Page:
But consider that Clemson and LSU each gave up early scoring drives before settling-in on defense in the semifinals. Special-teams could even make the 1st half’s point total heftier as a rush of adrenaline creates big plays and short fields for Lawrence and Burrow to take advantage of. Later in the night, it’s more likely we’ll see defensive adjustments snap into place and emotional Red Zone stands. My pick is Highest Total = 1st Half at a far less-chintzy (-110) payoff.
Longest TD Play of the Game
Even though I think a 50-yard kick or punt return is a possibility (especially in the early stage) I believe the sportsbook is using some deception by setting the Over/Under on “Longest TD Play of the Game” at (66.5) yards. It’s easy to forget that most drives start at the 25 yard line now, not the 20. “But I remembered!” you say? Quick, what’s a nice round yardage total for a game-winning 2-minute drill or an epic catch-and-run for a score? 80 yards sounds good, right? In this case…80 yards (vs 75 yards) is the bugaboo.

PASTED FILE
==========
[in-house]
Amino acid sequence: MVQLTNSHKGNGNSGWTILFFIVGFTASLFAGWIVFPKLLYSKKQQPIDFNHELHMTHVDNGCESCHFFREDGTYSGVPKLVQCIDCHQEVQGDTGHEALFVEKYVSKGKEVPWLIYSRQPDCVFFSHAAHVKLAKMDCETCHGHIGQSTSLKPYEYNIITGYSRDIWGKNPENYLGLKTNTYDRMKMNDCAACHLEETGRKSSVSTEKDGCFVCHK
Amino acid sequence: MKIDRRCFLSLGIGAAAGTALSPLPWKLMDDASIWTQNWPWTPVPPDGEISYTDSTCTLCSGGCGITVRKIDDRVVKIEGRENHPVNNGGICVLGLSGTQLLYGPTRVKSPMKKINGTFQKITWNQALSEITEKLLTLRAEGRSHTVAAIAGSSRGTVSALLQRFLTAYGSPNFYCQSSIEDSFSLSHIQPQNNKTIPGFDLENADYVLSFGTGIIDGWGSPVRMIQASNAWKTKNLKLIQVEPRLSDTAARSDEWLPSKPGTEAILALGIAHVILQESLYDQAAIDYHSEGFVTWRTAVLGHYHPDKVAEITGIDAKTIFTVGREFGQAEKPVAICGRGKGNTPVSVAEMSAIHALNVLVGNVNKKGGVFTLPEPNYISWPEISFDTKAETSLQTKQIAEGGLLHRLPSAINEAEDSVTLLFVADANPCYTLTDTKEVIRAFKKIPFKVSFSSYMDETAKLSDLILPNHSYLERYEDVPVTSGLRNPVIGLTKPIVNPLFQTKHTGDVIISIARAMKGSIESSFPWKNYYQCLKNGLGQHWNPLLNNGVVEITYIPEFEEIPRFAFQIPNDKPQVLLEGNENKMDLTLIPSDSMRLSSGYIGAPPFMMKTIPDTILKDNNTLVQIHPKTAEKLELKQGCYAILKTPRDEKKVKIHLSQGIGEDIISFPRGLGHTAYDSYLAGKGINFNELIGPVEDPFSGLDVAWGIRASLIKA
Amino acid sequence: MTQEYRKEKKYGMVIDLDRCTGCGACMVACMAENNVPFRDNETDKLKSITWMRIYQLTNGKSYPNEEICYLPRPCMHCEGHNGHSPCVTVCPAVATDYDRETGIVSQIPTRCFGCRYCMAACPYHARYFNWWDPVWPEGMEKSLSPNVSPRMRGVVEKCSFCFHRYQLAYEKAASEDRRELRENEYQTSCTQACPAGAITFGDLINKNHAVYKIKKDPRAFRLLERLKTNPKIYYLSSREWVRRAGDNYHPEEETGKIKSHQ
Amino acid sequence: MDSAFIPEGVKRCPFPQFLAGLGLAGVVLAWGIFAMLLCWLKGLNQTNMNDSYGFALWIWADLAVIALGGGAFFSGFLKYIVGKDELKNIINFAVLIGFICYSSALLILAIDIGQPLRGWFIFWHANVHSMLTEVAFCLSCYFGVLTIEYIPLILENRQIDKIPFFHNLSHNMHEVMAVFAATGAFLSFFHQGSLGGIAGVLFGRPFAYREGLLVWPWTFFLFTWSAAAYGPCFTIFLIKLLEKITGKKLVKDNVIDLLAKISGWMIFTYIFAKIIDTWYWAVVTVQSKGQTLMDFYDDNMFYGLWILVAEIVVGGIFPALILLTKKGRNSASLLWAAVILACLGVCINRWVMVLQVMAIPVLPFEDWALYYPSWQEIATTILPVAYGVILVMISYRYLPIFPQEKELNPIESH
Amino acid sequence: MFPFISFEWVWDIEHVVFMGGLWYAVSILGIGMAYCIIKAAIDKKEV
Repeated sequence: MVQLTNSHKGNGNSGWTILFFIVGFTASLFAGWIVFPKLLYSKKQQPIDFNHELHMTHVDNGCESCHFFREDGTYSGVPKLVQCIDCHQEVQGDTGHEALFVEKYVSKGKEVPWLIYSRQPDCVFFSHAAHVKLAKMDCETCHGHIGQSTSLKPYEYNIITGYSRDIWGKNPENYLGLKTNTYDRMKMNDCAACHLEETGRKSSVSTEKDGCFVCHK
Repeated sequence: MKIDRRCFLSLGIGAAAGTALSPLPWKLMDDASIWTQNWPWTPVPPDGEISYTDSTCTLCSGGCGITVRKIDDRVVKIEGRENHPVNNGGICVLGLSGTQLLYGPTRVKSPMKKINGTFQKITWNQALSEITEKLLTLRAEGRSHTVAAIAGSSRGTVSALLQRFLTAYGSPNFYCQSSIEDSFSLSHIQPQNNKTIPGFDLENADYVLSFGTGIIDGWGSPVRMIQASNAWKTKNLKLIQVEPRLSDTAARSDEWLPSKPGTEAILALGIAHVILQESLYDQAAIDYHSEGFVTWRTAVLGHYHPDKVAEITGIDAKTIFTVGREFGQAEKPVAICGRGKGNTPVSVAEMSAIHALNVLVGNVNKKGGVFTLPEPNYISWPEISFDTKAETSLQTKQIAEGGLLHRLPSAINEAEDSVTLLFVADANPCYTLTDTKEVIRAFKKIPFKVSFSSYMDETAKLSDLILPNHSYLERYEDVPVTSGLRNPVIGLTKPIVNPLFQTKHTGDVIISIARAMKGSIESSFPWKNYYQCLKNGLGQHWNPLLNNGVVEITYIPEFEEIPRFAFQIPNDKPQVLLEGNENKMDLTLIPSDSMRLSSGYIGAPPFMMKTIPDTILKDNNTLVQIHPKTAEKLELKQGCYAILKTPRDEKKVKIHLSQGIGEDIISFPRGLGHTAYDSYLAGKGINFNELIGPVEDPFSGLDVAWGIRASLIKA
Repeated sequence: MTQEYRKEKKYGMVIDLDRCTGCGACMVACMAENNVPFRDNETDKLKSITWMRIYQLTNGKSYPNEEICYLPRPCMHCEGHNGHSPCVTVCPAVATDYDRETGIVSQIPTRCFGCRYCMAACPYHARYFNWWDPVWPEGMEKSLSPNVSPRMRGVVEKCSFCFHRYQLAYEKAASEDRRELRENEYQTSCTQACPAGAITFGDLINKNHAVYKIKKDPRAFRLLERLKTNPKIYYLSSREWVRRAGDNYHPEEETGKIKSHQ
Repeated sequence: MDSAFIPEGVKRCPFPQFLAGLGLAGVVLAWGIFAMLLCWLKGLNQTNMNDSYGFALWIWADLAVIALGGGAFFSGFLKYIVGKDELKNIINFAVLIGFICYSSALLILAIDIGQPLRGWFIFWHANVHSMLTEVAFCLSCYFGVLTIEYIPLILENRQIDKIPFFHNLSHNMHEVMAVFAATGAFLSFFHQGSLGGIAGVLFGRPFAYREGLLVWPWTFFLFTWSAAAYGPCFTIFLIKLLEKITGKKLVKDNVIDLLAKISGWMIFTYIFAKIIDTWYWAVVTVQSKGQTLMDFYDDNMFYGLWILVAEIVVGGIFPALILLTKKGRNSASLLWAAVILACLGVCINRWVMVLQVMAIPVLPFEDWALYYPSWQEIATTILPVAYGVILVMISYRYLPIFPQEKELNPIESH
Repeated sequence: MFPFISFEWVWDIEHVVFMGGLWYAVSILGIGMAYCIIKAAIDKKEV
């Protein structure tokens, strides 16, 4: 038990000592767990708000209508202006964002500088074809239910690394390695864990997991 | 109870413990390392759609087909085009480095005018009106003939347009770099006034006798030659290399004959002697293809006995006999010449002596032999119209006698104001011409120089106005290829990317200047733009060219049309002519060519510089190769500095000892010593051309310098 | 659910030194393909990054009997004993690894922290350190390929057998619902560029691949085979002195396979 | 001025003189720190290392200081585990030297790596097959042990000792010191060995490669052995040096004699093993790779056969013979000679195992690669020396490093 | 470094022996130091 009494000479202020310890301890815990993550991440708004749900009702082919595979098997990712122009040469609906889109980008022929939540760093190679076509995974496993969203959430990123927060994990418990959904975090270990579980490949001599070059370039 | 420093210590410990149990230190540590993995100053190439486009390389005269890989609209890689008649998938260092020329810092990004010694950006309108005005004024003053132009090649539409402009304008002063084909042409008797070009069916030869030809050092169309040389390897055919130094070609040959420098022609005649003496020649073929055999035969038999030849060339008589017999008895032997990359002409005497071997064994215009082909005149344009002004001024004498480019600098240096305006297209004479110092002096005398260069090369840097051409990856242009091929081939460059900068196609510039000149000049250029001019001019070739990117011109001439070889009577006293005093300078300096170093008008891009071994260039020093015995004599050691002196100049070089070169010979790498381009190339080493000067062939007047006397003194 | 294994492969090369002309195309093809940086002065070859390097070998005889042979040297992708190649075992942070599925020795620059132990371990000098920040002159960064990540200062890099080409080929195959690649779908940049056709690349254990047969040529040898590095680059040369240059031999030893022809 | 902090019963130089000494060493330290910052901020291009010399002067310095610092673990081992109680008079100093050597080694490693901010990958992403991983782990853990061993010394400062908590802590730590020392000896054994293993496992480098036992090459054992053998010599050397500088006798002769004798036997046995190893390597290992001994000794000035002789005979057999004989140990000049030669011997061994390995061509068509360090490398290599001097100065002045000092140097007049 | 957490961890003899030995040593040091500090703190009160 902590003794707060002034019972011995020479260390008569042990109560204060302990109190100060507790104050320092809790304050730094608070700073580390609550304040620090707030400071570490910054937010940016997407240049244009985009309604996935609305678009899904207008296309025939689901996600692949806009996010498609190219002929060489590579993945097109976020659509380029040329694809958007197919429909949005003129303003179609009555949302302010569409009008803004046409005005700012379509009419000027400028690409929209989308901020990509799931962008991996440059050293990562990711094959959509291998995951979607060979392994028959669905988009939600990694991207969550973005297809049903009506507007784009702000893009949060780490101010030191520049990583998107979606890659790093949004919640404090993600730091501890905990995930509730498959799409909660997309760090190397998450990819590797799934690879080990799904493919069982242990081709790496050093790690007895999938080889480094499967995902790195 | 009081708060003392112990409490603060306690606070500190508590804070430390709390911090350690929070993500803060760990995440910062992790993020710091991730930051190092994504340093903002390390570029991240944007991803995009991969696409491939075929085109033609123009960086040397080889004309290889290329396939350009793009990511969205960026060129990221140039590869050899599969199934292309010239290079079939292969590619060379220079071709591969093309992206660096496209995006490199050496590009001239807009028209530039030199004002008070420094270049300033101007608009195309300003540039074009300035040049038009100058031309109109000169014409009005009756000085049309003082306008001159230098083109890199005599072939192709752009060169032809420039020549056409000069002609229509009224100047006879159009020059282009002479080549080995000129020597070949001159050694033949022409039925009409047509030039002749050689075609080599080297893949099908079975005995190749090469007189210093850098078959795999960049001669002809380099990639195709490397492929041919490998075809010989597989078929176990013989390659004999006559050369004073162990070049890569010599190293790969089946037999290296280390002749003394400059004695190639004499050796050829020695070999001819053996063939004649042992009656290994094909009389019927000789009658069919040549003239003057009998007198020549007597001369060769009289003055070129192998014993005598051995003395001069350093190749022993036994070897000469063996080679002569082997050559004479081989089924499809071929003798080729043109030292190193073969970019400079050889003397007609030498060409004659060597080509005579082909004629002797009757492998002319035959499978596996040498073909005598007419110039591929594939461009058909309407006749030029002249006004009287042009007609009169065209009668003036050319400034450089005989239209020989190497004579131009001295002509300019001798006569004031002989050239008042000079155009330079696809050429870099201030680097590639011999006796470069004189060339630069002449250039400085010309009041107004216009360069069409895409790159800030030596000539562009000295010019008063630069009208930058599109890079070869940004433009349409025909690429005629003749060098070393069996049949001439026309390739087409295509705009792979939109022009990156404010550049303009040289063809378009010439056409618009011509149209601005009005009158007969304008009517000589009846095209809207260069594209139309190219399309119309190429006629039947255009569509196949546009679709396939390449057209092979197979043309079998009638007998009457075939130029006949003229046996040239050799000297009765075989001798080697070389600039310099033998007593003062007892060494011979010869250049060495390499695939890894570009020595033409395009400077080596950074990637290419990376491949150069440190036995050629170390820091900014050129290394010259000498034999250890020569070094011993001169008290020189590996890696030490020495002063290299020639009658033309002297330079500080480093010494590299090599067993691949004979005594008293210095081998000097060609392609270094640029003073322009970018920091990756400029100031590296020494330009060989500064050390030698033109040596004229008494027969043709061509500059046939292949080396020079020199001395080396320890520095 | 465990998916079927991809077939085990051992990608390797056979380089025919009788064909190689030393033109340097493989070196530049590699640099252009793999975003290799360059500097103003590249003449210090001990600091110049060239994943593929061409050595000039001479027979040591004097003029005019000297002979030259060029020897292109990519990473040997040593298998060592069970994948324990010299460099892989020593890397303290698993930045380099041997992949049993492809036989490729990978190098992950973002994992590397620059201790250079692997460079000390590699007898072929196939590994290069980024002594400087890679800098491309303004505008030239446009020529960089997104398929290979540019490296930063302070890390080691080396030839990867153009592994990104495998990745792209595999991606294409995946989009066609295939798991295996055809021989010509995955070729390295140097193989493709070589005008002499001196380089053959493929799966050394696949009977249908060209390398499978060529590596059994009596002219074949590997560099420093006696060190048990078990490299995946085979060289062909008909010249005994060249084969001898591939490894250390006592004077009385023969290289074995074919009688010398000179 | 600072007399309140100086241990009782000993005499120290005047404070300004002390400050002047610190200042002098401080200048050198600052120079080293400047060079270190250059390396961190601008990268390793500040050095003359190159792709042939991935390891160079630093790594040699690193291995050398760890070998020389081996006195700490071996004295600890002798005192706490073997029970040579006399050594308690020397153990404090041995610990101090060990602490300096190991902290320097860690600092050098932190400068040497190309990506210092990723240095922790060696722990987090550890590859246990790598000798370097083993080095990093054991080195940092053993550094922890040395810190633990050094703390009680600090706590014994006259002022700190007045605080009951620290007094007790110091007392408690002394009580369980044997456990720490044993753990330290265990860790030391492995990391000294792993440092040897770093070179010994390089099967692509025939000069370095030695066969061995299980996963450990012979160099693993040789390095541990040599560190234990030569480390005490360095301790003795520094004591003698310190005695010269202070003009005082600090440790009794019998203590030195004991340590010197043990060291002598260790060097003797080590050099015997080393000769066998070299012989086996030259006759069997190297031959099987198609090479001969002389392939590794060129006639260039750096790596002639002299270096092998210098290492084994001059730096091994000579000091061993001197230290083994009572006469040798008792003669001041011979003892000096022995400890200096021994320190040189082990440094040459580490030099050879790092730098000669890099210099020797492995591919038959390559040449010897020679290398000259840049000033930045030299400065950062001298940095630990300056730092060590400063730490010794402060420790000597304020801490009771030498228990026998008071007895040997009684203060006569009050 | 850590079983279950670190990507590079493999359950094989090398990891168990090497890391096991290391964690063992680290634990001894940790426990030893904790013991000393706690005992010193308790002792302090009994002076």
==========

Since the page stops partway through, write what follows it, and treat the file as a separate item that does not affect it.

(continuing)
Bovada wants impulsive gamblers to take the Under thinking that Grant Delpit and other blue-chip DBs in the game won’t miss many tackles, so even if Lawrence or Burrow manages to complete a quick pop pass to begin a drive, it’s not likely to go for more than 12 or 13 yards. Even if that occurs, it still leaves the opportunity for a 67+ yard scoring play after the chains move. Or does it?
The 1st successful play of most of the drives in the game is likely to end with a 1st down or 2nd-down-and-short around midfield or short of midfield. 10-yard passes from the 25 yard line will result in 65 yards-to-go maximum for the drive. That means an “Over” bet on this prop line is counting on the 1st successful play of at least 1 out of maybe 6-7 potential drives going all the way for a TD. TD-per-play stats – even for electric teams like Clemson and LSU – tell us that’s unlikely. Take the Under (66.5).
1st Scoring Play of the Game
Probably the most mispriced market on the Bovada board, this prop is offering gamblers a (+180) payoff if a field goal or a safety, not a TD, is the opening score of the game. “TD” gets its kingly moneyline of (-270) because a TD can be scored by any unit from anywhere, and those who are reading every prediction instead of scrolling for their favorite prop know that I’ve already handicapped the 1st half as potentially the highest-scoring stretch of Monday’s final.